You are on page 1of 2

# Cubism

Sam Warren 3/27/14 Math 7th Grade 2nd Period Geometry Project

Cubism is a painting style that was created by Pablo Picasso in 1907 that is still being used today. The style was known to be in the style of Paul Czannes work because he was using geometric shapes in his artwork before Cubism and his ideas of geometricity, simultaneity, and passage. There were two periods of Cubism, the Gallery Cubists and the Salon Cubists. The artists that were known to use the Cubist style in the Gallery Cubist period were Picasso and George Braque. They were called the Gallery Cubists because they were exhibited under contract at galleries. The Salon Cubists included Spanish painter Juan Gris and Frenchmen Marcel Duchamp and Fernand Lger. They were called the Salon Cubists because their art was often displayed in exhibits supported by public funds called salons. Cubist paintings can still be found today around the world in museums and galleries. Cubism is related to geometry because it demonstrates the idea of geometricity. Geometricity is simplifying figures and objects into geometrical components and planes that could or could not add up to the whole figure known in the real world. By that, if you see a quarter of a cup peaking out from a shadow, you wouldnt know if the cup were a quarter of a cup, any fraction of a cup, or a whole cup. Since its a painting, you cannot just simply walk in to the shadow or shine a flashlight on it and you have your answer. You just have to assume that it is a however the amount of the cup that you want it to be. Cubism is related to geometry because it demonstrated the idea of simplifying figures and objects into geometrical components and planes that could or could not add up to the whole figure known in the real world. Cubism is also related to geometry because it demonstrates the idea of simultaneity. Simultaneity is the idea of being able to see different points of view on one plane. By that, it means that you are able to see not just 2 dimensions, but as many as the artist wants. If you took a rectangle, and turned it on its side, you could see another rectangle. Simultaneity is like making a 3 dimensional figure in art, which was revolutionary at the time it was displayed. Cubism is related to geometry by being able to see different points of view on one plane. Cubism is related to geometry because it demonstrates the idea of passage. Passage is the idea of overlapping and interpenetration of planes. By that, passage is overlapping and making an object or plane look like it is on top of something in 2 dimensions. But really, the object or plane to the side of the object it looks to be on top of. This is shown by making the painting in 3 dimensions so it looks like can look like it is to the side of the object. Cubism is related to geometry because of making overlapping and interpenetration of planes. Cubism is an art style that is geometric. It is geometric because it demonstrates simplifying figures and objects into geometrical components and planes that could or could not add up to the whole figure known in the real world. It is geometric because it uses the idea of being able to see different points of view on one plane. It is geometric because it uses overlapping and the interpenetration of planes. Cubism is a great, fun, colorful, beautiful art form that is still used today around the world.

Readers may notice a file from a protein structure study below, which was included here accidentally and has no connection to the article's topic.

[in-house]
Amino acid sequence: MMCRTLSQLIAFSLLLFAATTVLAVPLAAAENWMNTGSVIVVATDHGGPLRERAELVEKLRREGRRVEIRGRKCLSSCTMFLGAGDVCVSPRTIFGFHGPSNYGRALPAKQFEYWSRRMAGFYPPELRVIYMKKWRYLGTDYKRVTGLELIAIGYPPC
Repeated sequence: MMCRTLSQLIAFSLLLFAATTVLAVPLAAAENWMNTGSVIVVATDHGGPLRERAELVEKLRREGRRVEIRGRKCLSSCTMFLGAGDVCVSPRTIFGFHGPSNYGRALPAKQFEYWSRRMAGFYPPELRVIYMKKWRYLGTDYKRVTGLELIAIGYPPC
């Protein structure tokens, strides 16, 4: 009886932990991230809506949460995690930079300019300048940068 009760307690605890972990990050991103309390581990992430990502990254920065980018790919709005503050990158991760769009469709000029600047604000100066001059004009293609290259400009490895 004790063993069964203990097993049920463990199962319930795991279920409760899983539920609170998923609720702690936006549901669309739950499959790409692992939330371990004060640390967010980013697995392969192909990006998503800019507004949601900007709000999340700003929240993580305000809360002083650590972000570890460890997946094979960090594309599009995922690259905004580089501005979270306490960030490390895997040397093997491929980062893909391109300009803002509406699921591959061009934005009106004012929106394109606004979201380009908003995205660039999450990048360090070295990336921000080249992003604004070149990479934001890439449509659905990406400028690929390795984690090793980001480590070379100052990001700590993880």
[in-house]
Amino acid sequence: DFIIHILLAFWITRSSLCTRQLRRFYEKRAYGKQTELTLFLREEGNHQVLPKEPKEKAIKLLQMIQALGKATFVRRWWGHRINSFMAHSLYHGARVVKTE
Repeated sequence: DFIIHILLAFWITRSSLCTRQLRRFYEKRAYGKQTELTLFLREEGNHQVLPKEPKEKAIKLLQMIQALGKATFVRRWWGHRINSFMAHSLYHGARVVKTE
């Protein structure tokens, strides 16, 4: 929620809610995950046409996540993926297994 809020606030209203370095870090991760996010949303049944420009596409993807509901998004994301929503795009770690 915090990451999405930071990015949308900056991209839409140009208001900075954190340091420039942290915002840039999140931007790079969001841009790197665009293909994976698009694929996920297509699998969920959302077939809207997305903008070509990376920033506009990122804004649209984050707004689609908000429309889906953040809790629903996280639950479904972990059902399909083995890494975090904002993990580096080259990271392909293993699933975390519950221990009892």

Bibliography
Gersh-Nesic, Beth. "Cubism - Art History 101 Basics." About.com Art History. About.com, 2014. Antiff, Mark and Patricia Leighten. The Cubism Reader. Chicago: University of Chicago Press, 2008. Cottington, David. Cubism and its Histories. Manchester and New York: Manchester University Press, 2004 Henderson, Linda Dalrymple. The Fourth Dimension and Non-Euclidean Geometry in Modern Art. Princeton: Princeton University Press, 1983. Rubin, William. Picasso and Braque: Pioneers of Cubism. New York: Museum of Modern Art, 1989.